Bad news.  You are being chased by lions.  Worse news.  You just ran into a lake.  Worst news.  The lake is filled with crocodiles.  Lions are growling behind you.  Crocodiles are snapping in front of you.  Your only chance is to somehow float across the lake to the other side.  There is a piece of wood, a plastic cooler, and a piece of bent metal all floating by the bank.  If you get in the wrong one, you will sink.  If you do not choose fast enough, you will be eaten by lions.  Which thing will keep you afloat?

Choose wisely. . .


Wait, why are these things floating in the first place?  You know that gravity is pulling down on everything, trying to get it as close to the middle of earth as possible.  Water gets in the way though.  Buoyant force is the amount of force that pushes something up when it is in a fluid, working against gravity.  All of the things in front of you--the piece of wood, the cooler, and the piece of metal--are all floating because the force pushing from below is greater than what is pulling down.  Why do some things float in water while others do not?


A rock sinks while a boat floats even though the boat is a lot heavier than the rock.  So how can you know which of these things in front of you is going to sink if you step on it?  First you need to know a couple of things about each thing.  Volume is how much space something takes up.  All of these floating things takes up a different amount of space.  For the ones that have a space inside of them, you can fill each one with water and then pour that water into a measuring cup, to find its volume.  If you took the time to do this, you would also probably be eaten.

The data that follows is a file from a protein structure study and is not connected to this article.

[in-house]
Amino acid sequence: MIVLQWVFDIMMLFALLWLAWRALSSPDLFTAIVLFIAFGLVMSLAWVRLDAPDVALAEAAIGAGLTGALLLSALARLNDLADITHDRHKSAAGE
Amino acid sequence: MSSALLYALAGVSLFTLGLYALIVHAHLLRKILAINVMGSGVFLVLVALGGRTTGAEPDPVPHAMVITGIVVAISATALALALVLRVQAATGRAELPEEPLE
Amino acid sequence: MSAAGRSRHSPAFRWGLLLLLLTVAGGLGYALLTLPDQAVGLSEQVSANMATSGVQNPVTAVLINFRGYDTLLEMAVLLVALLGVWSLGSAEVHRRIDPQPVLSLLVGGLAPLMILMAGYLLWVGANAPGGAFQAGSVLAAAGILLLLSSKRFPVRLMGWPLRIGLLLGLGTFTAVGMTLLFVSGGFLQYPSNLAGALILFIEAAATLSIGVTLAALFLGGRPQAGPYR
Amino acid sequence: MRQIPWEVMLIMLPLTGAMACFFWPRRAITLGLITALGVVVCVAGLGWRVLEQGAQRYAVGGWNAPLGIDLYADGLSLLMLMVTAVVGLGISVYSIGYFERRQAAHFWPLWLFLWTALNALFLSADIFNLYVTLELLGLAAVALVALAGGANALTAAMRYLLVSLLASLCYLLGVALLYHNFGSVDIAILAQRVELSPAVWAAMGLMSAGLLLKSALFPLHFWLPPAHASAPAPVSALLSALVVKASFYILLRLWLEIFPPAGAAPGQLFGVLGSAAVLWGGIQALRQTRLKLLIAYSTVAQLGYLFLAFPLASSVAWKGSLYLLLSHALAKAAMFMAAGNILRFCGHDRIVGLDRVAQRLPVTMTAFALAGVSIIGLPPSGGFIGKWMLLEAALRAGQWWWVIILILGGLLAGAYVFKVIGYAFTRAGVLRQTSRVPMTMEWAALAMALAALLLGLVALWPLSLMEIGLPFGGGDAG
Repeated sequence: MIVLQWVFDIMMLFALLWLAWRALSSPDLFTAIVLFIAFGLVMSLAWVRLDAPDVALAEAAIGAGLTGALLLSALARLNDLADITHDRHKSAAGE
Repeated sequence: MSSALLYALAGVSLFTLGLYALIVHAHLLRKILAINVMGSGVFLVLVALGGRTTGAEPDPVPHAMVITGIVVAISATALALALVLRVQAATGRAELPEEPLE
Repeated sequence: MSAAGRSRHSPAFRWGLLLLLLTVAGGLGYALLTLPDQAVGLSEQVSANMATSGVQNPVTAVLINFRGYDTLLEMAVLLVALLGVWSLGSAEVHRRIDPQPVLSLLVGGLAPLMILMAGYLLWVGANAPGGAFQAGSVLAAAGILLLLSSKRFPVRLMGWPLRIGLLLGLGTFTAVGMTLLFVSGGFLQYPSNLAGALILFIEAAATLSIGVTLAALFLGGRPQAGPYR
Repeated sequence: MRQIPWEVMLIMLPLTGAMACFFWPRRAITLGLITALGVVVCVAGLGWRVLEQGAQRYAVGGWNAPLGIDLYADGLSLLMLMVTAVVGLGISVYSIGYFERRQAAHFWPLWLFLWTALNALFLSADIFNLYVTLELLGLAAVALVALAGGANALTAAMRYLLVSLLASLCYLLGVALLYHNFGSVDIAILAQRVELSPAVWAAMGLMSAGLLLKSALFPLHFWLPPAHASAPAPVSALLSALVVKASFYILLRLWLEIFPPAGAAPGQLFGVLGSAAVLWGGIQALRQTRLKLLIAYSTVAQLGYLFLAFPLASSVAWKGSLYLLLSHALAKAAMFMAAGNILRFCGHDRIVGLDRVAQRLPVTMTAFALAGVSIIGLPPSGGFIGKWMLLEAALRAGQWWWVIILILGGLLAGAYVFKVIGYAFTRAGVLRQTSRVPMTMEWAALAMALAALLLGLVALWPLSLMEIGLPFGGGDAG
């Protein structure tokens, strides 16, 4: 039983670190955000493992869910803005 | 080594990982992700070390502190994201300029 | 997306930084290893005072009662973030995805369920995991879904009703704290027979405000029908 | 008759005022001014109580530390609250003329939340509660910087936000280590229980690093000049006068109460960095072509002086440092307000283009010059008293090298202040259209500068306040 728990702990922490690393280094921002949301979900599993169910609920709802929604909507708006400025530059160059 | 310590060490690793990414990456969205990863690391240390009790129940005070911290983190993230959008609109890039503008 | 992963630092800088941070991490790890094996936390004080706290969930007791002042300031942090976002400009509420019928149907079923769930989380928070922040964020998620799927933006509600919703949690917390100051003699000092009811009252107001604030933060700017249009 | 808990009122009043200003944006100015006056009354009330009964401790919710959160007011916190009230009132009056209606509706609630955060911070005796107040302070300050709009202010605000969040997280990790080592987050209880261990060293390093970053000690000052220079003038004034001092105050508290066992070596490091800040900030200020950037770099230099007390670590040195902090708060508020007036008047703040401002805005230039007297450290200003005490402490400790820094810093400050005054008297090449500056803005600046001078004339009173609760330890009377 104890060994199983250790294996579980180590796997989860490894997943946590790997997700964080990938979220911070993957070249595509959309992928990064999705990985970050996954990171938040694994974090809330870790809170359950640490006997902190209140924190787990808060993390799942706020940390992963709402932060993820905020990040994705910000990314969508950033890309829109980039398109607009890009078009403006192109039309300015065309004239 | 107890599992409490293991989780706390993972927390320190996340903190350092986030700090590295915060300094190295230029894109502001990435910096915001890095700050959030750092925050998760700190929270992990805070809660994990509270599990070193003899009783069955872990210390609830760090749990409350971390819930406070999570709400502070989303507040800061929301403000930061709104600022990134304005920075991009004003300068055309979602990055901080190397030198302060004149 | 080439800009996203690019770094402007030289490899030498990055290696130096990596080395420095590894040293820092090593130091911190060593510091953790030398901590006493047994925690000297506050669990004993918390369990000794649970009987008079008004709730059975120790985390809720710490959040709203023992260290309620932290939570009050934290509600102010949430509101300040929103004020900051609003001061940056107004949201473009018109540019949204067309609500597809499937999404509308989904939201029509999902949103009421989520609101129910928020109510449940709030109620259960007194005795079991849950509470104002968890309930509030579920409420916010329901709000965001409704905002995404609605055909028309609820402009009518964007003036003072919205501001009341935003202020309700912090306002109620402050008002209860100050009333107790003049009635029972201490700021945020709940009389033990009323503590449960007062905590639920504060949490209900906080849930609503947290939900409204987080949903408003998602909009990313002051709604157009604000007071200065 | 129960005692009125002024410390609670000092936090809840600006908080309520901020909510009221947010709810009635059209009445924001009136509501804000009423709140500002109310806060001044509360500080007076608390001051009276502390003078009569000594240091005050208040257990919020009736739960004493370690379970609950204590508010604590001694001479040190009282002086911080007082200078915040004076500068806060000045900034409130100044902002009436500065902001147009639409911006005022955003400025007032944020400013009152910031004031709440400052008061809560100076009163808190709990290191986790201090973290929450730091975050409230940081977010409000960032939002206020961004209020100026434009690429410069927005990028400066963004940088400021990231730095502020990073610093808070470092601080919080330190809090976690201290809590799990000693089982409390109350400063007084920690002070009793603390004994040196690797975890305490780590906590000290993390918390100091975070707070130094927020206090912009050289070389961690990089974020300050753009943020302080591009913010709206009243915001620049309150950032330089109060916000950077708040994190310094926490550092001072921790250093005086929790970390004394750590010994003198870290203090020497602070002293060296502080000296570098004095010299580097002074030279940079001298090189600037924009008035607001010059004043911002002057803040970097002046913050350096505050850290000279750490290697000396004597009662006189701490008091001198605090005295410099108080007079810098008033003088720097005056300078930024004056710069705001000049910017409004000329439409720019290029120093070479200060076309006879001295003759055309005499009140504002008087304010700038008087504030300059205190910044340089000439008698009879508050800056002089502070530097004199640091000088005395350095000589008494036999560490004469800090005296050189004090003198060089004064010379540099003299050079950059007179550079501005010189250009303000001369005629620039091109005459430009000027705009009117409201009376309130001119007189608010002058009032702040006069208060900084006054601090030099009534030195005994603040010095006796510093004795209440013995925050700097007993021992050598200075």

Yikes!


There's another way of looking at how much space something takes up.  If any of these things were to be pushed down into the lake, then the water would rise to the exact volume of the thing.  Displacement means to move into a new place, and when it comes to water it means to take up space in the water and move the water up.  We can push any of these things floating on the water down to see how much water it moves.  When they are floating, each thing is taking up space above the water.  You can step on it.  Why is that?


I know the lions are closing in, but pay attention.  The amount of space that each of these things takes up in the water is the same amount as how much the water would rise if it were to be pushed down.  Think about it this way:  Imagine each of these things is made of water.  If the thing is more heavy than the water, it will go down.  If it is less heavy than the water it moves, it will stay floating.  Archimedes' principle is the idea that if the weight of water that something moves is the same as the buoyant force that pushes up it will float.  In other words, if you step on a boat, it will start to sink until pushes up the same amount of water as its weight moved.  If it gets too heavy, you and the floating thing are going to meet some crocs . . . 

Our friend, Archimedes.


Good news.  You may be chased by lions toward a lake full of crocodiles, but because you understand how water pushes up, you might be able to float.  The volume of something floating is the same as how much the water rises if the thing sinks.  If it is lighter than the water it moves, it will float!  So which thing should you jump on?  ANY OF THEM!  Just choose one that looks the safest and jump!  There's no time for science when you are being chased by lions!  



References:

Science Kids.  "Archimedes Principle"  Science Kids, 2010.  <http://www.sciencekids.co.nz/videos/physics/archimedesprinciple.html>

Education.com.  "Buoyant Force of Water"  Education, 2012.  <http://www.education.com/science-fair/article/archimedes-principle-floats-boat/>

Nature.  "Quicksand Can't Suck You Under"  Nature, 2005.  <http://www.nature.com/news/2005/050926/full/news050926-9.html>

It's Not Magic It's Science.  "Archimedes and the Bathtub"  It's Not Magic It's Science, 2010.  <http://www.itsnotmagicitsscience.com/science.asp?newsid=381>